Brainstorms: Seeking Out Strategies for Improving Dementia Care
Benjamin L. Harris, CPA, CGMA

Dementia is a condition that none of us ever wants to experience firsthand. Yet the reality is that many of us have known people who have had their minds and memories eroded by disease. I recently lost a close friend who suffered from a degenerative brain condition.

Recalling my conversations with him before his affliction took hold and the struggles he went through afterward reminds me of how important it is to plan for various scenarios as we age. We need to ask ourselves certain questions, such as “Have we taken steps to let our beneficiaries know the details of our life insurance policies and other financial planning efforts?” For me, the issue ultimately boils down to a single question: “Have we identified ways to simplify our lives over the years to help prepare ourselves and those whom we love for whatever lies ahead?”

At BLH Technologies, Inc.® (BLH), we support Federal clients who are dedicated to improving care for people with dementia. It’s an exciting time of discovery and innovation within this field.

The Centers for Medicare & Medicaid Services, for example, has been bringing together those who work in hospitals and skilled nursing facilities, patients, family members, researchers, and others to share best practices, successful case studies, the latest research, and policy developments. The overarching goal is to brainstorm about, develop, and implement new solutions.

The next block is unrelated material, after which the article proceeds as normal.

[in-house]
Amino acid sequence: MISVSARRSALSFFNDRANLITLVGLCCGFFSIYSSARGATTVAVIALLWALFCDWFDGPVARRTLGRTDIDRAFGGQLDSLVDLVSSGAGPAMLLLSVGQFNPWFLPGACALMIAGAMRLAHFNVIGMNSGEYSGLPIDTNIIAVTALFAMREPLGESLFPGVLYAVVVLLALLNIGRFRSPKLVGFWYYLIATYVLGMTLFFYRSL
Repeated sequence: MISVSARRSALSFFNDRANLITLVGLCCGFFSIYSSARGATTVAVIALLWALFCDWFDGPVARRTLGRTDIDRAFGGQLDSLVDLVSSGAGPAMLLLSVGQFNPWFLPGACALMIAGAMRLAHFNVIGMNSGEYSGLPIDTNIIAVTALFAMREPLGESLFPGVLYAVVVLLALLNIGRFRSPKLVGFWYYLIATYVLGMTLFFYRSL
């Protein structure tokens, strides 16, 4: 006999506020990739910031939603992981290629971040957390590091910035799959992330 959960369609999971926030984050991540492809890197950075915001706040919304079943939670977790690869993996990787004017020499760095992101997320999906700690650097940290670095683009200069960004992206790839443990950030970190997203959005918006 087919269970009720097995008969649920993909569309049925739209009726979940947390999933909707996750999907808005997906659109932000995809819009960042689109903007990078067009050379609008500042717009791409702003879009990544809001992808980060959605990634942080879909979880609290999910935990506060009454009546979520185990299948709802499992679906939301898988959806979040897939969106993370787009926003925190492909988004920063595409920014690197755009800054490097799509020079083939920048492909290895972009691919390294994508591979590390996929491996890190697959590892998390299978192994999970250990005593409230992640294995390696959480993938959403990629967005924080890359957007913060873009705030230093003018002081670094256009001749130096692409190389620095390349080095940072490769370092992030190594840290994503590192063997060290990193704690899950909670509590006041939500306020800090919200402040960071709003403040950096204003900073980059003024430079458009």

One policy development involves empowering skilled nursing facilities to expand their ability to deliver emergency care so that they can avoid, as often as possible, having to transfer their residents to the unfamiliar and often agitating environment of a hospital emergency room. These efforts are being aided by technological advances, such as telemedicine tools that enable emergency room physicians to monitor and treat patients remotely, guiding medical staff within nursing homes.

Another innovative development has been the practice within some nursing homes of taking short digital videos of residents with dementia to serve as a baseline for their level of interaction on an average day. These videos can then be shared with emergency room doctors and others to help them evaluate changes in behavior that might indicate injury or illness.

Aging is a normal course of life. The need to find creative ways to make life more fulfilling for all people at all life stages is what personally motivates me and drives our efforts here at BLH.